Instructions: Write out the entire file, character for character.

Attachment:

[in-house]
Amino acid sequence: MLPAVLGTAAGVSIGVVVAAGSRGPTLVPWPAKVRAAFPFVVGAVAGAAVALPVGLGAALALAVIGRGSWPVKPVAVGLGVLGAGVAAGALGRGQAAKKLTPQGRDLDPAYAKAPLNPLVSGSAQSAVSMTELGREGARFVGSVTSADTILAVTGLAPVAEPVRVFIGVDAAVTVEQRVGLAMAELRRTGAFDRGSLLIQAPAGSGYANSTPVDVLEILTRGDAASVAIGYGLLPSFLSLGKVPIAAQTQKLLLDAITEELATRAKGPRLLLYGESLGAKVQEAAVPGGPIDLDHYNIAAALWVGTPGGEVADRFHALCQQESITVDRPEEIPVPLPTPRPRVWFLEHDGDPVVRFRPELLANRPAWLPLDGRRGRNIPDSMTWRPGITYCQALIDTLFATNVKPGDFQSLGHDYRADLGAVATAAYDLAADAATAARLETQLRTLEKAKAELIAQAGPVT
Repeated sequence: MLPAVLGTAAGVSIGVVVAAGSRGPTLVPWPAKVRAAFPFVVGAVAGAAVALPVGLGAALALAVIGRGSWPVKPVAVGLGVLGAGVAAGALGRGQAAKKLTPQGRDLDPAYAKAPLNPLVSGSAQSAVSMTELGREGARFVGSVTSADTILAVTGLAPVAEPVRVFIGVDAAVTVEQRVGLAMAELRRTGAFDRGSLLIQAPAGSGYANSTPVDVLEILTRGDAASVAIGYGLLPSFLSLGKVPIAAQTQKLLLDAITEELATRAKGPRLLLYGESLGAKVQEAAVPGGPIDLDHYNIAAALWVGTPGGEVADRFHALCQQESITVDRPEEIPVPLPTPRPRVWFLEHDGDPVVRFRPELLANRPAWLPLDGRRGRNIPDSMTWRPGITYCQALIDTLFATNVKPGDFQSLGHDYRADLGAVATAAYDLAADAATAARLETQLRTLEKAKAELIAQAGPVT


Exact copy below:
[in-house]
Amino acid sequence: MLPAVLGTAAGVSIGVVVAAGSRGPTLVPWPAKVRAAFPFVVGAVAGAAVALPVGLGAALALAVIGRGSWPVKPVAVGLGVLGAGVAAGALGRGQAAKKLTPQGRDLDPAYAKAPLNPLVSGSAQSAVSMTELGREGARFVGSVTSADTILAVTGLAPVAEPVRVFIGVDAAVTVEQRVGLAMAELRRTGAFDRGSLLIQAPAGSGYANSTPVDVLEILTRGDAASVAIGYGLLPSFLSLGKVPIAAQTQKLLLDAITEELATRAKGPRLLLYGESLGAKVQEAAVPGGPIDLDHYNIAAALWVGTPGGEVADRFHALCQQESITVDRPEEIPVPLPTPRPRVWFLEHDGDPVVRFRPELLANRPAWLPLDGRRGRNIPDSMTWRPGITYCQALIDTLFATNVKPGDFQSLGHDYRADLGAVATAAYDLAADAATAARLETQLRTLEKAKAELIAQAGPVT
Repeated sequence: MLPAVLGTAAGVSIGVVVAAGSRGPTLVPWPAKVRAAFPFVVGAVAGAAVALPVGLGAALALAVIGRGSWPVKPVAVGLGVLGAGVAAGALGRGQAAKKLTPQGRDLDPAYAKAPLNPLVSGSAQSAVSMTELGREGARFVGSVTSADTILAVTGLAPVAEPVRVFIGVDAAVTVEQRVGLAMAELRRTGAFDRGSLLIQAPAGSGYANSTPVDVLEILTRGDAASVAIGYGLLPSFLSLGKVPIAAQTQKLLLDAITEELATRAKGPRLLLYGESLGAKVQEAAVPGGPIDLDHYNIAAALWVGTPGGEVADRFHALCQQESITVDRPEEIPVPLPTPRPRVWFLEHDGDPVVRFRPELLANRPAWLPLDGRRGRNIPDSMTWRPGITYCQALIDTLFATNVKPGDFQSLGHDYRADLGAVATAAYDLAADAATAARLETQLRTLEKAKAELIAQAGPVT